Panasonic obtains ESN accreditation for its Toughbook 33 Windows notebook
Written by: Sam Fenwick | Published:

Panasonic’s Toughbook 33 rugged notebook has become the first Microsoft Windows device to be authorised for use on the Emergency Services Network (ESN).

The 2-in-1 detachable device can therefore be used by all emergency service personnel on the new network. Panasonic worked closely with its modem manufacturer and the ESN test team to ensure that existing TOUGHBOOK 33 devices, which are already in use by the emergency services, can be easily upgraded at no additional cost.

ESN, which will deliver a mission-critical mobile broadband service over EE’s network and Home Office owned sites in remote locations, is intended to replace the UK’s Airwave TETRA network. Airwave is owned by Motorola Solutions which is also providing the software for key features on the ESN network, such as mission-critical push-to-talk (MCPTT). Around 300,000 frontline emergency service users will depend on ESN, using handheld devices or operating equipment in 50,000 vehicles, 115 aircraft and 200 control rooms.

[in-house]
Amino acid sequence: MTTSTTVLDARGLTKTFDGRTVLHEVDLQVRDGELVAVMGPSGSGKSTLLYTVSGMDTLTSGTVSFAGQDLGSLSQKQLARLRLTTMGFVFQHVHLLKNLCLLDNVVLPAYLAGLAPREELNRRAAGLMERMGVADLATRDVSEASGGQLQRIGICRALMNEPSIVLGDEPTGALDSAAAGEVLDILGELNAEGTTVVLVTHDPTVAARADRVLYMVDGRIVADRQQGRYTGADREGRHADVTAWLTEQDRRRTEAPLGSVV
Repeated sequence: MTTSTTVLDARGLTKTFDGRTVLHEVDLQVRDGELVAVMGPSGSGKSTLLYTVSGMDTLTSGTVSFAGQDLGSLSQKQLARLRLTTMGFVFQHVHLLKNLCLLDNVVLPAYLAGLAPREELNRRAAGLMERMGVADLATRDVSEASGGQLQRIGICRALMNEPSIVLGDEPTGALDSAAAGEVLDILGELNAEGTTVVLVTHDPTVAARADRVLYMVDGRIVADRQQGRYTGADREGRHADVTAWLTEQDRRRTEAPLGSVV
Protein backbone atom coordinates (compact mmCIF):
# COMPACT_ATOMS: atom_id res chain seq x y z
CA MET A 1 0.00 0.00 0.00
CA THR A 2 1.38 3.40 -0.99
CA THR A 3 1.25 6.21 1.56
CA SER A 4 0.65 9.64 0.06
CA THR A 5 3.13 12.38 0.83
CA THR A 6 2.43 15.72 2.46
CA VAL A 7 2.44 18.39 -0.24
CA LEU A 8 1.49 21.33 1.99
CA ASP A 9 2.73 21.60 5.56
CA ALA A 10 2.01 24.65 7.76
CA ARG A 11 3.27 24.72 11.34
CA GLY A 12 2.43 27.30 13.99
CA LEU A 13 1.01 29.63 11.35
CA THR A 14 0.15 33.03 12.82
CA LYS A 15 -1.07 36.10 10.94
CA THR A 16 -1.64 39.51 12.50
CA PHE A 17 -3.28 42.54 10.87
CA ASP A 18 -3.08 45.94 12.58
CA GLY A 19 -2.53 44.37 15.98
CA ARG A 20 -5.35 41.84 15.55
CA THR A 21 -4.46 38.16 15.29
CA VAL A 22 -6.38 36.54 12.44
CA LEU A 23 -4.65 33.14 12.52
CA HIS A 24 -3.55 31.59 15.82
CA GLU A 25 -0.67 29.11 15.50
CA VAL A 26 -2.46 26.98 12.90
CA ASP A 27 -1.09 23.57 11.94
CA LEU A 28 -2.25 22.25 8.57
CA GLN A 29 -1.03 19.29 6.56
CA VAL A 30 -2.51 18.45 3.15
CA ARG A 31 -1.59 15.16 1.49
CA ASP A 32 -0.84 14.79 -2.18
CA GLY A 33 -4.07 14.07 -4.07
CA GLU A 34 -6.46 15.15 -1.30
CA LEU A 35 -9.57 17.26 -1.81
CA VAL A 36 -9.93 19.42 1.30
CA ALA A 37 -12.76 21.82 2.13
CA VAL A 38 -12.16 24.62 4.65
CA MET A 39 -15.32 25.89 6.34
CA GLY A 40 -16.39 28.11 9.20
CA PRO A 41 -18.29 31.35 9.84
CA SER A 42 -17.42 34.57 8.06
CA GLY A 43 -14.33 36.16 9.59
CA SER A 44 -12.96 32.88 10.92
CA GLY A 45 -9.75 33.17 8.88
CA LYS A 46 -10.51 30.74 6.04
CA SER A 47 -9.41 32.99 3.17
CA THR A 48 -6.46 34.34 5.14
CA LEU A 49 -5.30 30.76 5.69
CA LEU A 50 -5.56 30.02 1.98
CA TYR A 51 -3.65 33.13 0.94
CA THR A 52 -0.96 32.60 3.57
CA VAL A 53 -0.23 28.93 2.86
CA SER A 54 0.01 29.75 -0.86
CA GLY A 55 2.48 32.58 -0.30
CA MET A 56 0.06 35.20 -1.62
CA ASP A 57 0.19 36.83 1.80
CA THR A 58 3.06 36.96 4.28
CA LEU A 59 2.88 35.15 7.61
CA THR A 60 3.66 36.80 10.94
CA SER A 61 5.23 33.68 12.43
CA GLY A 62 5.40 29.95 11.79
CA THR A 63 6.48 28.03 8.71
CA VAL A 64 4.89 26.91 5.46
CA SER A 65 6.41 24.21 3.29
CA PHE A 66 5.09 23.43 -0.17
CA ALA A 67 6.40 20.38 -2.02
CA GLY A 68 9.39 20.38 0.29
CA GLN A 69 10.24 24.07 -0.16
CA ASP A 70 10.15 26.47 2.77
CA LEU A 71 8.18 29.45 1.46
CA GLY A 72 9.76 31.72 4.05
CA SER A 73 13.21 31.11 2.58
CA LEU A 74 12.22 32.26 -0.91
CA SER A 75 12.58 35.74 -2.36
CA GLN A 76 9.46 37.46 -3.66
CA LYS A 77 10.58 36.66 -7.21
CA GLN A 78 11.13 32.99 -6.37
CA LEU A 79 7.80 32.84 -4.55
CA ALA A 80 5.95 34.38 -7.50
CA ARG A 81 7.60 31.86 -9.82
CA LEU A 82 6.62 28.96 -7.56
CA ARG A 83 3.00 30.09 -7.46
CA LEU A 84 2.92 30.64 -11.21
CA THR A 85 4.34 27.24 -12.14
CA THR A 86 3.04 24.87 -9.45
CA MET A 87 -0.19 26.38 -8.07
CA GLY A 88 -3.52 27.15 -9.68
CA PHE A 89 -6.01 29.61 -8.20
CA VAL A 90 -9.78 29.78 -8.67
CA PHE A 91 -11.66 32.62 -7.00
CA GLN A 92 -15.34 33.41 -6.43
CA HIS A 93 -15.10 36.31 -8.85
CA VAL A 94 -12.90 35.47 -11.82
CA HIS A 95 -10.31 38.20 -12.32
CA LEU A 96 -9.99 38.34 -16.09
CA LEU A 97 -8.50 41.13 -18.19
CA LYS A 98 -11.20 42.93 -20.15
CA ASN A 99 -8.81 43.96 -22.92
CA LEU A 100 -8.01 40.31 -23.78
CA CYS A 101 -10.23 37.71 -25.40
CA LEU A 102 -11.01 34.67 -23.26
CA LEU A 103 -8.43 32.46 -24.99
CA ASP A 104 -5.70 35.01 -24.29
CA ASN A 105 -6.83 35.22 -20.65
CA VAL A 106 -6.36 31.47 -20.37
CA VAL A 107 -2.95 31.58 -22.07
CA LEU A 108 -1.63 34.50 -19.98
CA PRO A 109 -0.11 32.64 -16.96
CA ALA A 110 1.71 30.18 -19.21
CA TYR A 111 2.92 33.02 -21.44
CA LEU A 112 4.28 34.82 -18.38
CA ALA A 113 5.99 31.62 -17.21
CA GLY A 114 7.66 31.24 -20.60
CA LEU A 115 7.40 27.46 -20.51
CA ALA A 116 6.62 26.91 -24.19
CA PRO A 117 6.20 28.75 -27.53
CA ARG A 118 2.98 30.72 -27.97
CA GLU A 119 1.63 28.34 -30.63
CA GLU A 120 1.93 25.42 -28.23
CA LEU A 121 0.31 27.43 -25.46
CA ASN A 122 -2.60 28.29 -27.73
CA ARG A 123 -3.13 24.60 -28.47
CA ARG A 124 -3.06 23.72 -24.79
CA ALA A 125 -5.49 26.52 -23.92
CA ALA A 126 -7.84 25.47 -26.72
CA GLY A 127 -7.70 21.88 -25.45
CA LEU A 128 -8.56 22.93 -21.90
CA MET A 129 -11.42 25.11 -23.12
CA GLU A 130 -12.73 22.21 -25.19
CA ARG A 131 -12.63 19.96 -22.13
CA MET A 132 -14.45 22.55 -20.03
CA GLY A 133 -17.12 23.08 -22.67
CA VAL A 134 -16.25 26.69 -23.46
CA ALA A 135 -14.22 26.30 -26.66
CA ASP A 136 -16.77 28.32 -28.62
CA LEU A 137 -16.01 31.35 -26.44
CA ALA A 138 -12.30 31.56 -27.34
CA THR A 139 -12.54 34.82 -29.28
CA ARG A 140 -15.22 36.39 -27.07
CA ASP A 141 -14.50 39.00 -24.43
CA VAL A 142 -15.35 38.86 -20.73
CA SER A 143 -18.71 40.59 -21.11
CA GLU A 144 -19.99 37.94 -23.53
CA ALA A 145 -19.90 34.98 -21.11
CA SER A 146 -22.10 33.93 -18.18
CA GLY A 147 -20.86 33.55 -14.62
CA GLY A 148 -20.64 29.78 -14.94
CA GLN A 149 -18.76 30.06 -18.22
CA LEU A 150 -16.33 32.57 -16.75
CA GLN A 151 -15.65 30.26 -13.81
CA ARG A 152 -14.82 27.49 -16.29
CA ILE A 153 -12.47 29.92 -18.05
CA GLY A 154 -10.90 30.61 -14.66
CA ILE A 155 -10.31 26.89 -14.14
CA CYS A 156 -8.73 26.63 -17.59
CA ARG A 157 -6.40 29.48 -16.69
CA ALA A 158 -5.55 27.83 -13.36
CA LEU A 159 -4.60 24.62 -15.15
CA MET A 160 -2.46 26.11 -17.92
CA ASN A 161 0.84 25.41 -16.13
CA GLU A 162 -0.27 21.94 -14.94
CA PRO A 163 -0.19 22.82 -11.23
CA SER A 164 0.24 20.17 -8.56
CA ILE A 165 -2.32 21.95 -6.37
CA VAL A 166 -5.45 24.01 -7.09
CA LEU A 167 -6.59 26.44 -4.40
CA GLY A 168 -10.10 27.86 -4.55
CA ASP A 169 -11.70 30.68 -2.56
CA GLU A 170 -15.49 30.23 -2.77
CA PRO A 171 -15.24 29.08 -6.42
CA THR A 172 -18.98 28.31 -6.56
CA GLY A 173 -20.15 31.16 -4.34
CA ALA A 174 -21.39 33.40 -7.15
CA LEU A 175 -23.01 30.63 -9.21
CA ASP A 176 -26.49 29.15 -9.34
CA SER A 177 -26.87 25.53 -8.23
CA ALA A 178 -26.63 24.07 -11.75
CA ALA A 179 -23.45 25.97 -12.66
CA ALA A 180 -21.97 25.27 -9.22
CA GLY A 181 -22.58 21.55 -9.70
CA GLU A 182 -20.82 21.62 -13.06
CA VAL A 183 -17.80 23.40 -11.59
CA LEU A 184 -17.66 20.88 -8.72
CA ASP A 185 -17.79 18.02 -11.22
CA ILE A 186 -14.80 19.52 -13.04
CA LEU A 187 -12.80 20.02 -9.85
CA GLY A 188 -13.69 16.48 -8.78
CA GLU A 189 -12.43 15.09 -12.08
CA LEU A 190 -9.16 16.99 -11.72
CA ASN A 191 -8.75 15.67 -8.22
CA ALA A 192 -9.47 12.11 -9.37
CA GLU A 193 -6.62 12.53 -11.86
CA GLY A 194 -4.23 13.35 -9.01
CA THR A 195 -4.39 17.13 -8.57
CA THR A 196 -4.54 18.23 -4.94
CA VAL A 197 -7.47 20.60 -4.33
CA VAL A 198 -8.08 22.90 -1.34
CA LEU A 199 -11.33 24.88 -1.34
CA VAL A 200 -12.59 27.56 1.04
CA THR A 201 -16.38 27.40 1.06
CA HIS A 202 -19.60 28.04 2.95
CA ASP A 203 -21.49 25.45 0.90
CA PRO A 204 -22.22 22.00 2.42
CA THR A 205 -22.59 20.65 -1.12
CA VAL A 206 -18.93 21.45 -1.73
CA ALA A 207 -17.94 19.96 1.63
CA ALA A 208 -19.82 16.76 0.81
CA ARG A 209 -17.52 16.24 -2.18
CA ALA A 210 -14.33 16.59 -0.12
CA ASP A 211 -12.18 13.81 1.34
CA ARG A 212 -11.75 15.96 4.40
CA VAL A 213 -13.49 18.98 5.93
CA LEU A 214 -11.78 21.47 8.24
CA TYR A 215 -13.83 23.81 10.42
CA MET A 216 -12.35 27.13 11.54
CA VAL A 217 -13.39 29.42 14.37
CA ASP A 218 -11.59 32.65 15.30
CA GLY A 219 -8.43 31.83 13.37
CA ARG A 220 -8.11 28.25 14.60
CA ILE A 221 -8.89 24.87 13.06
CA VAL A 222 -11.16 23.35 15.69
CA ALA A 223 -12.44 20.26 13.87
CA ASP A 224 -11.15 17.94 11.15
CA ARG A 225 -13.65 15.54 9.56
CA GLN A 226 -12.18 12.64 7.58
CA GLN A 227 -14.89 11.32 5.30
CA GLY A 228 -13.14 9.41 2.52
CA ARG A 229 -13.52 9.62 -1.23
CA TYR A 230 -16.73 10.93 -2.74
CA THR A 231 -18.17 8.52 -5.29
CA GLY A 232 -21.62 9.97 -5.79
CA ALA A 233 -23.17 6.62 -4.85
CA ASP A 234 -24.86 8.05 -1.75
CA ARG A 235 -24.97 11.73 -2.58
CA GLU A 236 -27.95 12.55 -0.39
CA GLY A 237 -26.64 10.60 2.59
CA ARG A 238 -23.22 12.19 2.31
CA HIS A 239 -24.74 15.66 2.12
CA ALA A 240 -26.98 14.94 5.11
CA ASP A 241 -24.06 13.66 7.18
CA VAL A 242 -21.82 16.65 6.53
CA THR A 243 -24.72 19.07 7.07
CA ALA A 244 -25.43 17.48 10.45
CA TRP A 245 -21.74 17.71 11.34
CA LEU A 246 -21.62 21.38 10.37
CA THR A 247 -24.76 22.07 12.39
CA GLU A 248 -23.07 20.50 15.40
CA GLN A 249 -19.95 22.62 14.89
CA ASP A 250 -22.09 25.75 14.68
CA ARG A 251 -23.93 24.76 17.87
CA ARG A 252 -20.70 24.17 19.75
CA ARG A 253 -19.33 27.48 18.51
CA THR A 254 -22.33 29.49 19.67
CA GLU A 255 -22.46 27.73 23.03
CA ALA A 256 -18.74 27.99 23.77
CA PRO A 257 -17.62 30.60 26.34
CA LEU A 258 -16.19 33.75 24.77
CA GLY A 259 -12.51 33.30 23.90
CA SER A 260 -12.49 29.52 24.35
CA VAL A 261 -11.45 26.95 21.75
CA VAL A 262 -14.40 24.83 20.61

ESN programme deputy director Stephen Whatson said, “I am very pleased to see this portable device approved for use on the Emergency Services Network (ESN). This marks another milestone in the transition of the Emergency Services from Airwave to ESN. The fact that existing devices can be upgraded at no extra cost to the users is a major plus and demonstrates the ability to use commercial off the shelf devices on ESN.”

“Panasonic Toughbook devices are already popular with emergency services across the country as a reliable mobile computing tool for critical communications,” said Will Holmes, emergency services corporate sales manager for Panasonic Toughbook. “The ability to use the Toughbook 33 device on the new network opens up a whole new raft of mobile data applications for emergency services.”

As well as deployed in the front cabs of emergency vehicles as Mobile Data Terminals (MDTs), the Panasonic Toughbook 33 devices are also commonly used as demountable devices to accompany personnel when they leave the vehicles. The rugged devices with the ESN network can support teams in a range of new data driven applications when away from the vehicles. These include assisting fire crews with detailed schematics of vehicles to help rescue trapped people or quickly access safety data on chemicals or potentially harmful materials stored at a call-out site.

The Panasonic Toughbook 33 notebook has a 12.0” screen designed for use in extreme weather conditions, hot swappable twin batteries and a detachable keyboard.

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